Thu 15 Jun

An Taoiseach renews his commitment to Public Health (Alcohol) Bill

Alcohol Action Ireland today welcomed, An Taoiseach, Leo Varadkar's renewed commitment to completing passage of the Public Health Alcohol Bill. In his opening speech last evening on the nomination of government, An Taoiseach, established the immediate priorities of his government....

Thu 08 Jun

European Policy Seminar demands political leaders grasp a ‘once in a decade opportunity’ to strengthen child health protection measures

Alcohol Action Ireland and EuroCare will today (Wednesday) host a policy seminar to discuss the Audiovisual Media Services Directive (AVMSD), currently before the EU institutions, which represents an important opportunity to strengthen measures to protect children from alcohol marketing. Europe...

Thu 01 Jun

Media Diary Notice – European Policy Seminar, June 7th, 2017.

Alcohol Action Ireland and Eurocare: European Alcohol Policy Alliance, as a joint initiative, will host a European Policy Seminar next Wednesday 7th June, 2017 in Brussels This seminar is being held at a key time as the Audio-Visual Media Services...

Minimum Pricing Fact Sheet

Getting The Facts Right on Minimum Pricing is a fact sheet from Alcohol Action Ireland answering all the key questions about minimum pricing.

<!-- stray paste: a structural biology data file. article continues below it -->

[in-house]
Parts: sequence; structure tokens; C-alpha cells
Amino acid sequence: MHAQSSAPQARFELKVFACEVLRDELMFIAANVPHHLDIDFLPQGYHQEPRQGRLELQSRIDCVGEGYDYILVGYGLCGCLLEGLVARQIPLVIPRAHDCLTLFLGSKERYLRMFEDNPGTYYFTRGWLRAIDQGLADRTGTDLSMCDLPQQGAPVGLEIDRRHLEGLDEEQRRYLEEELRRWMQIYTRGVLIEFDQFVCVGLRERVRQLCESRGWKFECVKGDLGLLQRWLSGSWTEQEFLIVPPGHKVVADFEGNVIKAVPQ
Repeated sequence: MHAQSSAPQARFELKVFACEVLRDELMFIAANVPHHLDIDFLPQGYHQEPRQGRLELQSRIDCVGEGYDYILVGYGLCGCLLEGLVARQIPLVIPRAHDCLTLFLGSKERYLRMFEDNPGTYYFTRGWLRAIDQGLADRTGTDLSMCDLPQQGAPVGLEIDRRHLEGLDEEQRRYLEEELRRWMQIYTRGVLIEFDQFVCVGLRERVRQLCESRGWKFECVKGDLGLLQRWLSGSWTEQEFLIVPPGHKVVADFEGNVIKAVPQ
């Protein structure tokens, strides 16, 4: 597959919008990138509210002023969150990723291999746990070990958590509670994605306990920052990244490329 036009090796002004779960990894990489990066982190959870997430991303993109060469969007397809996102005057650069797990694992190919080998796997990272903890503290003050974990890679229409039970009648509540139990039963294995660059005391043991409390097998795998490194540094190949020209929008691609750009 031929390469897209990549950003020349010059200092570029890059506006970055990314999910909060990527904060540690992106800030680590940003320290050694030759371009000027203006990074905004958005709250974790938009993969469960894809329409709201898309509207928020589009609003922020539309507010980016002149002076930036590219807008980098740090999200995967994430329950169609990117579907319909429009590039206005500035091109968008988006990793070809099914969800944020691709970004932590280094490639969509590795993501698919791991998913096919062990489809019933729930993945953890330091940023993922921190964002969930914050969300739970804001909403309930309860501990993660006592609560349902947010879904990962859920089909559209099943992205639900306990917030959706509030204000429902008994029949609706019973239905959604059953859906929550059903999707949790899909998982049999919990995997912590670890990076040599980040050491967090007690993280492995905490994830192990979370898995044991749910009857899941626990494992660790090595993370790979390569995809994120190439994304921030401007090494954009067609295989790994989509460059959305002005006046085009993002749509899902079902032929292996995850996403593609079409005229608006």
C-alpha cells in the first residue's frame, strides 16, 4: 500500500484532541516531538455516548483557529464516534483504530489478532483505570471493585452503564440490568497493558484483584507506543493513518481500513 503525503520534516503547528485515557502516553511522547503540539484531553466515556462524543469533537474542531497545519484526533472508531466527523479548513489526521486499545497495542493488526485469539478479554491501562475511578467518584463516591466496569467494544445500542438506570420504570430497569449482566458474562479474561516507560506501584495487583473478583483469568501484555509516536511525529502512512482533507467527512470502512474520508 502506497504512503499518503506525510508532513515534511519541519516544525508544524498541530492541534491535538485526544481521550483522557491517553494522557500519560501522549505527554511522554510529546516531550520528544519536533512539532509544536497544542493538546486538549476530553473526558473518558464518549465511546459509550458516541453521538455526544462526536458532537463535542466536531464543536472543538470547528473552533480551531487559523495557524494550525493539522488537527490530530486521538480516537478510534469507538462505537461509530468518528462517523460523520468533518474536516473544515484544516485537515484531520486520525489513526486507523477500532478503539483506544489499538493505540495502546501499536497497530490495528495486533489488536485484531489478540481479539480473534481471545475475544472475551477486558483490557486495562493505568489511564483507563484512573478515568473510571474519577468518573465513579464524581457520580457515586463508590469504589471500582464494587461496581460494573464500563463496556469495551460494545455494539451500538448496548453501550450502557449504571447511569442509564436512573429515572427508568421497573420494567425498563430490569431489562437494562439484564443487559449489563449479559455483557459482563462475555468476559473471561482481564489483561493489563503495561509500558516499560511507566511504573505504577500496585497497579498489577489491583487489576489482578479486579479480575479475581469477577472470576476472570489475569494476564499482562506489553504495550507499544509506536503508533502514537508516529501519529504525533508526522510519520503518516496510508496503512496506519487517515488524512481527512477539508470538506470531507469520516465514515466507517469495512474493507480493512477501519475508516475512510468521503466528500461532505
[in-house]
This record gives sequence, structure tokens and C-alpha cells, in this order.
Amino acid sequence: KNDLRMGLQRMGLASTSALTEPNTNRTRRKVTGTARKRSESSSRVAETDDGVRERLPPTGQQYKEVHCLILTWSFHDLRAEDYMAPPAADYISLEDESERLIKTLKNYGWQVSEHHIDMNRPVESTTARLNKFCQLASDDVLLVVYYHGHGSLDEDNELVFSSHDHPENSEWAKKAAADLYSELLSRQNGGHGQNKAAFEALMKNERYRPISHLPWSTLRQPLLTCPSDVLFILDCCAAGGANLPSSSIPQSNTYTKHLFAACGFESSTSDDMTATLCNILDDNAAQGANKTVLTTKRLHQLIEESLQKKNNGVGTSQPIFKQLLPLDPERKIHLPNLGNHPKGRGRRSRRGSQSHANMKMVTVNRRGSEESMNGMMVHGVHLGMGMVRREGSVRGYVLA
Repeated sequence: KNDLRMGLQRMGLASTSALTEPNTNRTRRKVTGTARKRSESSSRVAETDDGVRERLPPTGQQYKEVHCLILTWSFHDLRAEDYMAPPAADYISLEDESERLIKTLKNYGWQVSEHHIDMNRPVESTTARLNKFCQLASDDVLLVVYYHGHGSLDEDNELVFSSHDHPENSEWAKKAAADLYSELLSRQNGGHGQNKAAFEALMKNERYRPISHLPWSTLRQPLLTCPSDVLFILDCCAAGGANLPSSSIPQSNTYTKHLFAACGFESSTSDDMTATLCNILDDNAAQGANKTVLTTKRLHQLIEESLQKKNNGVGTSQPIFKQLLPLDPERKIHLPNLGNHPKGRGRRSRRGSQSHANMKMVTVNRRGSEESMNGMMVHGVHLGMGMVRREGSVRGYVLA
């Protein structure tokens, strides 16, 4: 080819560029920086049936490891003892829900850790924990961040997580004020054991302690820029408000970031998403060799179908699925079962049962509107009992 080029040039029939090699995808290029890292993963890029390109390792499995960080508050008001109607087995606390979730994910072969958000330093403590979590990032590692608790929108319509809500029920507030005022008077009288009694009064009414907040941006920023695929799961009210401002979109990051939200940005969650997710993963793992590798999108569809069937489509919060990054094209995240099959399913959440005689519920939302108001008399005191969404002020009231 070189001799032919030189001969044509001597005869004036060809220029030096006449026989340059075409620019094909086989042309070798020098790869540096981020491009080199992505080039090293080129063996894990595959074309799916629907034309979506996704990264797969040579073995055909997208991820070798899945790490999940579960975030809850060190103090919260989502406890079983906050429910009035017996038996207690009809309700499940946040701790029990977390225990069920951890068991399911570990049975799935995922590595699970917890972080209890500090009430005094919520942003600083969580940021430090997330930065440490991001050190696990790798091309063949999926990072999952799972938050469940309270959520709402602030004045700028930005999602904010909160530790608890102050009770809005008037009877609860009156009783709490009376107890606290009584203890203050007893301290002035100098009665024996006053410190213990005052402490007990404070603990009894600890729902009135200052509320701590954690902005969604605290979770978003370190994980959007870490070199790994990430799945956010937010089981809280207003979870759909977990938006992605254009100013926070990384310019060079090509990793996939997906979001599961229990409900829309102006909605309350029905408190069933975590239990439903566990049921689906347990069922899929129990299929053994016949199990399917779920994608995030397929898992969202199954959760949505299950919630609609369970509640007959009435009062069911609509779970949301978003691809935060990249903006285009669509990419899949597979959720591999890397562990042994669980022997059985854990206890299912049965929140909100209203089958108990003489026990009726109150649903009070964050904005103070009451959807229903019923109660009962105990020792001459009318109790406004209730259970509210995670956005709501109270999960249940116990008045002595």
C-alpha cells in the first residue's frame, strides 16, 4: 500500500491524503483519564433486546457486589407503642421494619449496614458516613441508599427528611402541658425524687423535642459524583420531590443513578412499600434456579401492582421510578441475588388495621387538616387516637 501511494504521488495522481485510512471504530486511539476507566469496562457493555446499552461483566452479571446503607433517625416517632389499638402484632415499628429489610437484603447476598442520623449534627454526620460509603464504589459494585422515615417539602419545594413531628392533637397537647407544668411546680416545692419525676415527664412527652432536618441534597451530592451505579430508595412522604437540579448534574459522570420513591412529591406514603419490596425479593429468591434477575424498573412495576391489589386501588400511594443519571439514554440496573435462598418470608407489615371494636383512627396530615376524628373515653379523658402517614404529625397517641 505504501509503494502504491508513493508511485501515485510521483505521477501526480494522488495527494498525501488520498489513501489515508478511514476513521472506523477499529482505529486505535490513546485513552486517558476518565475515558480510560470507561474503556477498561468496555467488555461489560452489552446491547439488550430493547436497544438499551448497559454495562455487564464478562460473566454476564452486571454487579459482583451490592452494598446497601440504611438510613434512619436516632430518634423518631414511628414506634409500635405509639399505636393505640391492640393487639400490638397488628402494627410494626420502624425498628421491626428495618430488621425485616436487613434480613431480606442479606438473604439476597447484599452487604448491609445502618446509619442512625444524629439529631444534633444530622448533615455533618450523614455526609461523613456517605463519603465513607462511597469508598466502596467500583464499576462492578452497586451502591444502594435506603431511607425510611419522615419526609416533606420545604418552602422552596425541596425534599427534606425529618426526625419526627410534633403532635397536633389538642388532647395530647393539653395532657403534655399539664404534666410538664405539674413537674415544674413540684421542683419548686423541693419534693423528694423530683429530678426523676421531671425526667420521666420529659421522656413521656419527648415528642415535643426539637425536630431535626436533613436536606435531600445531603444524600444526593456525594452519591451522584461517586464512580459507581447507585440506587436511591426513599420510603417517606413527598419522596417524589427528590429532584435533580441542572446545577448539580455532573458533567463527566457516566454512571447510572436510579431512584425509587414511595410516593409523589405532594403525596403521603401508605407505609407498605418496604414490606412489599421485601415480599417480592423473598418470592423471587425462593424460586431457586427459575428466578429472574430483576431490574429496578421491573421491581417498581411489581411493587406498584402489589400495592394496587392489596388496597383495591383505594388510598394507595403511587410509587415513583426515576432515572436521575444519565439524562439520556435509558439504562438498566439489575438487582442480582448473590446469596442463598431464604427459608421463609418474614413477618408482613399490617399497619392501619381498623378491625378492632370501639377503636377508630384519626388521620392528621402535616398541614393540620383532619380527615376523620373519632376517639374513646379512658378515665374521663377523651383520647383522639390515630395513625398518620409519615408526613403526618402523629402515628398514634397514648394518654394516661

application/pdf 495.4 KiB DOWNLOAD

Alcohol and Crime Fact Sheet

"Alcohol and Crime:: Getting The Facts" is a fact sheet from Alcohol Action Ireland addressing the key questions surrounding the relationship between alcohol and crime.

application/pdf 277.9 KiB DOWNLOAD

Drunkenness among schoolchildren in Ireland

HBSC Ireland 2010 has found that the percentage of children who report having been ‘really drunk’ has slightly decreased between 2006 (32.4%) and 2010 (28.1%). There are higher rates of reported drunkenness among older children; 3.7% of 10-11 year olds, 19.4% of 12-14 year olds and 56.6% of 15-17 year olds. There are only marginal differences in drunkenness between the older girls and boys. These data suggest that good relation¬ships with parents may play a protective role whereas peer relationships may increase the likelihood of drinking so much alcohol that children experience drunkenness.

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